PITTSBURG — A team of bicyclists just passed their 1,000 mile mark on their 3,785 mile journey from Yorktown, Virginia to San Francisco, California.

Their purpose?

To promote understanding and raise awareness of multiple sclerosis.

Since 2007 Bike the U.S. for MS (a 501(c)3 non-profit) has sponsored this nearly 4,000 mile ride comprised of volunteer cyclists from all over the country.
“Each cyclist who signed up start for their own reasons,” BUSMS Route Director Kaylyn Messenger said. “They may have a connection with someone with MS or it was a lifelong dream to ride a bike across the country, or maybe they wanted an adventure.”

Each bicyclist fundraises $1 per mile which goes toward the trip expenses, direct financial assistance for  individuals living with MS and research treatment facilities, Messenger said.

On June 26 the group will arrive in Pittsburg and during their rest day they plan to complete a free project for an individual living with MS. Projects can range from running errands, painting and cleaning. People can email info@biketheusforms.org or call at 201-503-6367 to sign up for the assistance.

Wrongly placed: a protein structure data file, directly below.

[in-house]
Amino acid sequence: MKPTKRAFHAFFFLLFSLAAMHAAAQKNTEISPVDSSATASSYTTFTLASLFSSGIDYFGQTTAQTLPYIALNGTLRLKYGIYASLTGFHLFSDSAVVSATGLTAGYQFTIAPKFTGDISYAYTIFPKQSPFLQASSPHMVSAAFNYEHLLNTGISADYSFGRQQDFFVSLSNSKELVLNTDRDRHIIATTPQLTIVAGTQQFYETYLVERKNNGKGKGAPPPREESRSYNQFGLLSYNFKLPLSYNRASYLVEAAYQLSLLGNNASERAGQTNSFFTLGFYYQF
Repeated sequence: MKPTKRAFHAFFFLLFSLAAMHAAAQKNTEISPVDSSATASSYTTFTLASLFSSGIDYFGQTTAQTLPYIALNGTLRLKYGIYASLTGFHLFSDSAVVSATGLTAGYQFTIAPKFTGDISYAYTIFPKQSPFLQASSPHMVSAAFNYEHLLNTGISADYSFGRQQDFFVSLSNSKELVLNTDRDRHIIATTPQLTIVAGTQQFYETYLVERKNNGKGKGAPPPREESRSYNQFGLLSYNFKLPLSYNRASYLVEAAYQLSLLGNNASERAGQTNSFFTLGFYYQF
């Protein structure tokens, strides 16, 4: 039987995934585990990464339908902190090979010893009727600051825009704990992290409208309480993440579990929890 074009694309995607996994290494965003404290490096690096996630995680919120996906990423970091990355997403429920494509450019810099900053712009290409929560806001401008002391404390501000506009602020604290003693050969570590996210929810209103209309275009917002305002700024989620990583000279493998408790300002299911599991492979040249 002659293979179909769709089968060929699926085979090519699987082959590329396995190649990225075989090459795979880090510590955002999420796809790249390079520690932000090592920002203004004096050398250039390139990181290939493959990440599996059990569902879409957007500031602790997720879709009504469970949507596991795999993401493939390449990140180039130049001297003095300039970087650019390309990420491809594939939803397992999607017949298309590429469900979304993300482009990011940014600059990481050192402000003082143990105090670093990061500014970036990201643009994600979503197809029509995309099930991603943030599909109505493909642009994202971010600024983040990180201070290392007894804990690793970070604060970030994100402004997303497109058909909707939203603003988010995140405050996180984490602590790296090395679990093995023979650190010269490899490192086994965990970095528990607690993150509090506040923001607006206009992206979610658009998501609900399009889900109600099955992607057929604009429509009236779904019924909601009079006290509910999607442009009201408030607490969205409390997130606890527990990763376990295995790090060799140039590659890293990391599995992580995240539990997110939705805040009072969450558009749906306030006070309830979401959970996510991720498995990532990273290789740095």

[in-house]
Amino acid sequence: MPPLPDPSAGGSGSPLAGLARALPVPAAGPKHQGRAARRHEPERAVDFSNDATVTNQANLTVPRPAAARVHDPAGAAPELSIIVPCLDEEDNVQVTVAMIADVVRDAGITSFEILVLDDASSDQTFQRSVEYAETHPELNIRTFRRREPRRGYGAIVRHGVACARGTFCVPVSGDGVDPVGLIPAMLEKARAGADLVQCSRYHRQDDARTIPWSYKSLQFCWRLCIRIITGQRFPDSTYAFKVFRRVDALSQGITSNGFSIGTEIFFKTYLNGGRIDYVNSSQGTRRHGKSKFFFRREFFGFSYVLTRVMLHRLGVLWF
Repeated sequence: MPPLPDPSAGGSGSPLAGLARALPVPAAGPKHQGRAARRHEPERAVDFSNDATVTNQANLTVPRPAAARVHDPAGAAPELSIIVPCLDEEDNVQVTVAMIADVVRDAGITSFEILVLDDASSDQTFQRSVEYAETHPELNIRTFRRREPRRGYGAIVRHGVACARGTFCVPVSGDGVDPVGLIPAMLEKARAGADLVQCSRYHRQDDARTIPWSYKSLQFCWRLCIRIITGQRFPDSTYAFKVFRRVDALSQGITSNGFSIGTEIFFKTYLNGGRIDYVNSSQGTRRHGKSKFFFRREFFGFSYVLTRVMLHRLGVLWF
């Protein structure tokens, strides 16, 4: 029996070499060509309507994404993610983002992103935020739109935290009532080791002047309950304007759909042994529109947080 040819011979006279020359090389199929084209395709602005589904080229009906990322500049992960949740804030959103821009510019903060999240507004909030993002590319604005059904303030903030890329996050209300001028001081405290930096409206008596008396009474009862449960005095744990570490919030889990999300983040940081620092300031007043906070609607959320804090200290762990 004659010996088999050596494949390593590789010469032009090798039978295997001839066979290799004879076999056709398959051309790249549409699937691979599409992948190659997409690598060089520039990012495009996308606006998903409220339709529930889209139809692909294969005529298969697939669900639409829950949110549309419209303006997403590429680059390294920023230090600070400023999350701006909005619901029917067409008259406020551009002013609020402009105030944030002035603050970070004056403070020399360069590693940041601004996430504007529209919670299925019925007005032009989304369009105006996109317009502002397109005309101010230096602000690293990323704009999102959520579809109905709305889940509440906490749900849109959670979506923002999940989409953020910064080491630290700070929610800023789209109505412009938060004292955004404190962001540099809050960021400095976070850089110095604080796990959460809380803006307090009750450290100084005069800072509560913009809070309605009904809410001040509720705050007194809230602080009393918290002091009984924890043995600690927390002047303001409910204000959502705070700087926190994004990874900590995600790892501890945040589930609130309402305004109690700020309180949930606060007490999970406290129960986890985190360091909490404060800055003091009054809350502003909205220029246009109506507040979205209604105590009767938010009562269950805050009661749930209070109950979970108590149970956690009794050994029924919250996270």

The group will stay at Pittsburg Memorial Auditorium, at which they will be met by a group of community members and a local MS group, the Hope for MS Foundation.

There will be an evening reception and program at 6:30 p.m. Thursday, June 27, which the public is invited to attend. People are also welcome to visit the bicyclists any time while they are at the auditorium. The Hope for MS Foundation is also taking volunteers, they can reach Gina Peak at 620-762-2733 for more information.

People can keep up with the group’s journey on their Facebook page TransAm 2019 - Bike the US for MS. They can also learn more about organization and MS at http://biketheusforms.org

Facts about MS
• MS is a chronic, unpredictable neurological disease that affects the central nervous system.
• MS is not contagious and is not directly inherited.
• MS is not considered a fatal disease.
• The majority of people with MS do not become severely disabled.
• There is no cure for MS yet, but drugs can help slow the course and/or symptoms in some patients.

How people can help
• Contact a local MS center
• Volunteer to assist people with MS in their homes
• Organize help projects like building wheelchair ramps
• Become familiar with the facts about MS